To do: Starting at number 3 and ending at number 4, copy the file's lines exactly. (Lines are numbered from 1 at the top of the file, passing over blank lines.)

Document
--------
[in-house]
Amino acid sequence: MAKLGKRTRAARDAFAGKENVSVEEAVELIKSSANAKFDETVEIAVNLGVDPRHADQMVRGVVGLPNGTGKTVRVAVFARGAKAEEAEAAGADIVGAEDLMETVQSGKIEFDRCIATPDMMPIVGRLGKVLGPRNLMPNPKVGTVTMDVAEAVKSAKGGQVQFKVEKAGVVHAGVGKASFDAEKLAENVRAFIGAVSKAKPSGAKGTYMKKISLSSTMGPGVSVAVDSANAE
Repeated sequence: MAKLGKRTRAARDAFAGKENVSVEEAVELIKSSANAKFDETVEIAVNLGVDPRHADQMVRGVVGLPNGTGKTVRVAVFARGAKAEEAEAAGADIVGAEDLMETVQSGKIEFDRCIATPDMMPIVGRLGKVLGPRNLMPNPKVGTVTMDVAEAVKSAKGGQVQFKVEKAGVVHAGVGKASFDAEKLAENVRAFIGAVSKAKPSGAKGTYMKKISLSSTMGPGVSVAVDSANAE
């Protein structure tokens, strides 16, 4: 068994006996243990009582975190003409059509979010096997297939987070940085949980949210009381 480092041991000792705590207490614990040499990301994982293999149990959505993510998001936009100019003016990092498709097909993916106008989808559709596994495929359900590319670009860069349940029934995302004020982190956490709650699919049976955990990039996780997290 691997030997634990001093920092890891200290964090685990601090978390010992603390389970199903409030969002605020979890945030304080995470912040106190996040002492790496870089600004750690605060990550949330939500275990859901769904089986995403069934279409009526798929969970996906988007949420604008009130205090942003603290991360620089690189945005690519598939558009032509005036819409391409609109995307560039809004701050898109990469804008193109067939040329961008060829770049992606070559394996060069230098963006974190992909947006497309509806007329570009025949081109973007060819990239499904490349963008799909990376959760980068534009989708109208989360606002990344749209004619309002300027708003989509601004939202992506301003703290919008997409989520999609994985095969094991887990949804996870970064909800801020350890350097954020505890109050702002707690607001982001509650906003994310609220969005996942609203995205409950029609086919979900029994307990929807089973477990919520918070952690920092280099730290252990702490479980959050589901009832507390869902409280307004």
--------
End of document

Repeated sequence: MAKLGKRTRAARDAFAGKENVSVEEAVELIKSSANAKFDETVEIAVNLGVDPRHADQMVRGVVGLPNGTGKTVRVAVFARGAKAEEAEAAGADIVGAEDLMETVQSGKIEFDRCIATPDMMPIVGRLGKVLGPRNLMPNPKVGTVTMDVAEAVKSAKGGQVQFKVEKAGVVHAGVGKASFDAEKLAENVRAFIGAVSKAKPSGAKGTYMKKISLSSTMGPGVSVAVDSANAE
């Protein structure tokens, strides 16, 4: 068994006996243990009582975190003409059509979010096997297939987070940085949980949210009381 480092041991000792705590207490614990040499990301994982293999149990959505993510998001936009100019003016990092498709097909993916106008989808559709596994495929359900590319670009860069349940029934995302004020982190956490709650699919049976955990990039996780997290 691997030997634990001093920092890891200290964090685990601090978390010992603390389970199903409030969002605020979890945030304080995470912040106190996040002492790496870089600004750690605060990550949330939500275990859901769904089986995403069934279409009526798929969970996906988007949420604008009130205090942003603290991360620089690189945005690519598939558009032509005036819409391409609109995307560039809004701050898109990469804008193109067939040329961008060829770049992606070559394996060069230098963006974190992909947006497309509806007329570009025949081109973007060819990239499904490349963008799909990376959760980068534009989708109208989360606002990344749209004619309002300027708003989509601004939202992506301003703290919008997409989520999609994985095969094991887990949804996870970064909800801020350890350097954020505890109050702002707690607001982001509650906003994310609220969005996942609203995205409950029609086919979900029994307990929807089973477990919520918070952690920092280099730290252990702490479980959050589901009832507390869902409280307004």